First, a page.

Going into Elysium Matt Damon and Neill Blomkamp had to deal with the fact that the film could be divisive based on its premise alone which seems to be the encouragement of class warfare. They should’ve worked on making the story a better one in the first place instead of the ramifications of the film’s politics.
Elysium has a simple setup. Rich people can kick cancer’s ass with a quick trip into a futuristic MRI machine, and helper robots, from the safety of their paradise providing space station. They also don’t want to share with the poor people on Earth, who deal with a planet that’s essentially become a third world country. Max (Matt Damon) is a reformed criminal trying to live a normal life as a factory worker when tragedy strikes. His boss forces him into a dangerous position and the evil plant owner (William Fichtner) isn’t sympathetic as Max is given five days to live because of radiation poisoning. With his childhood sweetheart (Alice Braga) in need of help in the form of her cancer stricken daughter, Max decides to do something daring with his final moments of life: get onto Elysium so he can save everyone.
Standing against him is the evil Secretary of Defense of Elysium (Jodie Foster) and her hired goon Kruger (Sharlto Copley), who wants to keep their awesome toys in Elysium away from everyone else.
It’s easy to see why the usual suspects are losing their minds over the plot line of the righteous poor man rising up against the evil rich people, who are holding up cures for cancer from the poor for their selfish reasons. This isn’t a very subtle film, not by any stretch of the imagination, but Blomkamp sets everything up to make it an interesting film. This is a world you want to really explore, as the film’s run time scrimps a lot of what could be interesting about this futuristic 2154, and Blomkamp hasn’t brought the goods in terms of story development.
With a basic premise of good vs. bad, especially one with such potentially divisive issues, there’s a lot of material to mine here. Unfortunately Blomkamp hasn’t developed anything beyond the cursory, mouth-breathing level of character development. Foster and Fichtner are evil, almost to the point where you’d expect to see one (or both) drink a puppy’s blood while urinating on a poor person, and there’s a righteousness to everyone else. Max is a convict, you see, but everything he did was for a good cause.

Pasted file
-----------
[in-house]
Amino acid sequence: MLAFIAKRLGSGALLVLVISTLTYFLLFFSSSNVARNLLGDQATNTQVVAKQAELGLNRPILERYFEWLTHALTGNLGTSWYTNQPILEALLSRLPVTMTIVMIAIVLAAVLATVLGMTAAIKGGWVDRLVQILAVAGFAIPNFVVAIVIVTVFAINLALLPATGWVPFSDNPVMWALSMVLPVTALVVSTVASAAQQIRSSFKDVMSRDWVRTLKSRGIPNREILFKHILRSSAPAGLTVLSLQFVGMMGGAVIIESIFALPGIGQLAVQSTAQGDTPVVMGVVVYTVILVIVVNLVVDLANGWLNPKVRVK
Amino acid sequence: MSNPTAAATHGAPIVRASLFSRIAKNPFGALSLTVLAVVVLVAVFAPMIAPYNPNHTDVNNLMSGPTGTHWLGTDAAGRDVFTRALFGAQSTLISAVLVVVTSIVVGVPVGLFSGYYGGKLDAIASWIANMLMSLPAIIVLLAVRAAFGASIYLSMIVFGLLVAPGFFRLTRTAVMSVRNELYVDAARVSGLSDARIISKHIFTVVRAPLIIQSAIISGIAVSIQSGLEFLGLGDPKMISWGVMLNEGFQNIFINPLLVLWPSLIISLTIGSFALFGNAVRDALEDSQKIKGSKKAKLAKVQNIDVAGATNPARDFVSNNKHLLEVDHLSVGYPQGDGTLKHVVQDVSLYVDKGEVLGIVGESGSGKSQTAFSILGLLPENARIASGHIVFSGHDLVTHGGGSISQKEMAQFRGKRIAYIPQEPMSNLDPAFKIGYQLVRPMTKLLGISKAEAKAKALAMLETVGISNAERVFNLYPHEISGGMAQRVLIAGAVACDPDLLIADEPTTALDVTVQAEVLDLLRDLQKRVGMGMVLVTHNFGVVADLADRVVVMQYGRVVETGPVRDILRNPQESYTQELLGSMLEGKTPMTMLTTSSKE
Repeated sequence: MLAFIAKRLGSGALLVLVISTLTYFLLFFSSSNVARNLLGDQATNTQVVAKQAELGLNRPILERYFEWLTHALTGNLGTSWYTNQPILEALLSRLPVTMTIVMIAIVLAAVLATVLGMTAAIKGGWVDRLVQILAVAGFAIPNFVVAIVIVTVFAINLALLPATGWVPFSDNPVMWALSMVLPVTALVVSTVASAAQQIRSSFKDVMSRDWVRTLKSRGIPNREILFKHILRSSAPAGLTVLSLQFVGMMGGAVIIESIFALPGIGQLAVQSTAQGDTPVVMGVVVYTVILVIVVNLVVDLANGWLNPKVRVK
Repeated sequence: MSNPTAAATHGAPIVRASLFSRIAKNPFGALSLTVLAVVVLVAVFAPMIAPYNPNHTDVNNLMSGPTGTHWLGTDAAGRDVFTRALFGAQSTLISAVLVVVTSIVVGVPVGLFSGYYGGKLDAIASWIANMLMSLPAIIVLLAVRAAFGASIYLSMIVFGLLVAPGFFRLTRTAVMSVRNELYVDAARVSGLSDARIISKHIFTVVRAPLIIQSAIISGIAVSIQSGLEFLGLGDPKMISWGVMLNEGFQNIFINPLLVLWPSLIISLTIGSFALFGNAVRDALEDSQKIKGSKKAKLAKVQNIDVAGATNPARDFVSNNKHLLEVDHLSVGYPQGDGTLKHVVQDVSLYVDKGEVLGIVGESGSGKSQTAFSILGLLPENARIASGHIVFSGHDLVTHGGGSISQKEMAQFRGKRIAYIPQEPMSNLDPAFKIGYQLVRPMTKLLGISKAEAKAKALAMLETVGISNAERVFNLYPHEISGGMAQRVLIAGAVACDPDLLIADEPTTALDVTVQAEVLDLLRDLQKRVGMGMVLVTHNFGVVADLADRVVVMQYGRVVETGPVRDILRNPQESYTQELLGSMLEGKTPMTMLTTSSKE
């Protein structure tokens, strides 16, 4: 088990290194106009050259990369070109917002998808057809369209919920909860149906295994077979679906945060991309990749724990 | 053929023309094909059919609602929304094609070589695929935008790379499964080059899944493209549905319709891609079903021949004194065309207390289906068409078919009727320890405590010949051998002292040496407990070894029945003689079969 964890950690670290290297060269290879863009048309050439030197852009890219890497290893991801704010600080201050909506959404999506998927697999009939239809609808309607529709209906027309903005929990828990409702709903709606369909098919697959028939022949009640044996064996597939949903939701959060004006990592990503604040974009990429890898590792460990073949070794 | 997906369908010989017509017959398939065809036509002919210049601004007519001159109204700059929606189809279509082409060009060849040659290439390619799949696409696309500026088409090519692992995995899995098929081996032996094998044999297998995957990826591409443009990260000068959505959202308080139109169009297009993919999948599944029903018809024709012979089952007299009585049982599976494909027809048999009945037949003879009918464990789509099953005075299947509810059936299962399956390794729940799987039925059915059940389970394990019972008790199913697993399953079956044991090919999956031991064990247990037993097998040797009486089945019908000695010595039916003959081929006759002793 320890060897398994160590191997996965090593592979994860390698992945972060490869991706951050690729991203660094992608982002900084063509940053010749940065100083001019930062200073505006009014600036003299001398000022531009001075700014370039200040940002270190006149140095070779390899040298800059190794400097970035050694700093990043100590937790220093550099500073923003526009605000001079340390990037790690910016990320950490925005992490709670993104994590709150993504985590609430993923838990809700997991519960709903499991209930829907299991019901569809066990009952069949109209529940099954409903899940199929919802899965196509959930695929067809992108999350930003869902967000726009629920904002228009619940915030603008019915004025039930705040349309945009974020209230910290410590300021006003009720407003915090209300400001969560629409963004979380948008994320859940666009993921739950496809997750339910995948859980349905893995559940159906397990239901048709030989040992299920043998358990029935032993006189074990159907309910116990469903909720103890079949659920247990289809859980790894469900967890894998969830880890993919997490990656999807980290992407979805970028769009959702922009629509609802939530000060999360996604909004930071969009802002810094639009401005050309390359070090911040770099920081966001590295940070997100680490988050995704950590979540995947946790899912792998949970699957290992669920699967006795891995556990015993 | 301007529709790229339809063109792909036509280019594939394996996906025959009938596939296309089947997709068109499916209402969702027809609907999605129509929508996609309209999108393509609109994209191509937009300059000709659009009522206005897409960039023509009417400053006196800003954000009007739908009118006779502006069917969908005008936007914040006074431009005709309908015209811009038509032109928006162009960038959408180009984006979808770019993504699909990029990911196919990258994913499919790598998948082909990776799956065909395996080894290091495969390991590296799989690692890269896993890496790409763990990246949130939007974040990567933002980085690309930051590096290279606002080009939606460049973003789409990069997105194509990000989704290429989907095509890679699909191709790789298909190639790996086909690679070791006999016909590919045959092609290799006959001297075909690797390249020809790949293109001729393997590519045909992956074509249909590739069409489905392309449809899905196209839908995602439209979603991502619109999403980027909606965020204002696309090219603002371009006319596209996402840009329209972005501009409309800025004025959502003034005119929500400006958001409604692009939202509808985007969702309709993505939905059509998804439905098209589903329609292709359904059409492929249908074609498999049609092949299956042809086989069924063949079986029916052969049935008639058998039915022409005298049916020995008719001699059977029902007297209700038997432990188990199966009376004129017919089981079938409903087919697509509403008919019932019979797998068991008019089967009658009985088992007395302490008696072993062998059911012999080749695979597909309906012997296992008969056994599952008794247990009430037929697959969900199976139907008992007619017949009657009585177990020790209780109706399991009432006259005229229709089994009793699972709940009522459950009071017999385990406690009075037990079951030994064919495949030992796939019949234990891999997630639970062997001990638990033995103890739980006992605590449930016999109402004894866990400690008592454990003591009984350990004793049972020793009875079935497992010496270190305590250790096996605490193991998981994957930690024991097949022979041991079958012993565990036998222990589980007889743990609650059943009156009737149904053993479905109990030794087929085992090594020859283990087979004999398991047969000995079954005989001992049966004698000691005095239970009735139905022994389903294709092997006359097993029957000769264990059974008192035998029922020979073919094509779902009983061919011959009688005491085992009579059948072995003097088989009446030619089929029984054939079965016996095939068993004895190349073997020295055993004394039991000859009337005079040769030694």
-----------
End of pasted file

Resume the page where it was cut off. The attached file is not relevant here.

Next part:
It’s weak, simplistic story-telling that’s done so poorly that it’s a shock, especially considering how developed and nuanced District 9 was. The film isn’t helped by the fact that Damon doesn’t bring anything new or fresh to the part of Max. He’s just a generic hero who we should root for because he’s a good person, etc, and everyone who opposes him is ruthlessly evil to near comic levels. He doesn’t have much to work with and gives just enough effort to at least make you think he cared about the project.
On the other hand Sharlto Copley seems to be the actor that Blomkamp is going to count on to bring out the brilliance in every film he makes. Copley, who turned his first ever film role in District 9 into a legitimate acting career to staggering proportions, takes a poorly written character and turns him into someone you want to see on screen by sheer force of will. Kruger isn’t a bad guy you can cheer for on any level, of course, but he’s deliciously evil. Its fun to just watch him on screen that you almost wish he and Damon could switch roles. Kruger is a hired gun, a covert operative that deals with the messes that Elysium doesn’t want to dirty itself with, and he takes this profession on with a zeal that’s almost commendable … if he wasn’t killing people, etc.
Damon as the stoic killer and Copley as the charismatic everyman trying to better himself would make for a better fit than the stoic hero and the charismatic villain that Elysium gives us. It’s disappointing as Blomkamp falls into a sophomore slump; Elysium isn’t unwatchable, or horrible, it’s just not good.
Writer / Director: Neill Blomkamp Notable Cast: Matt Damon, Jodie Foster, Sharlto Copley, Alice Braga, Diego Luna, Wagner Moura, William Fichtner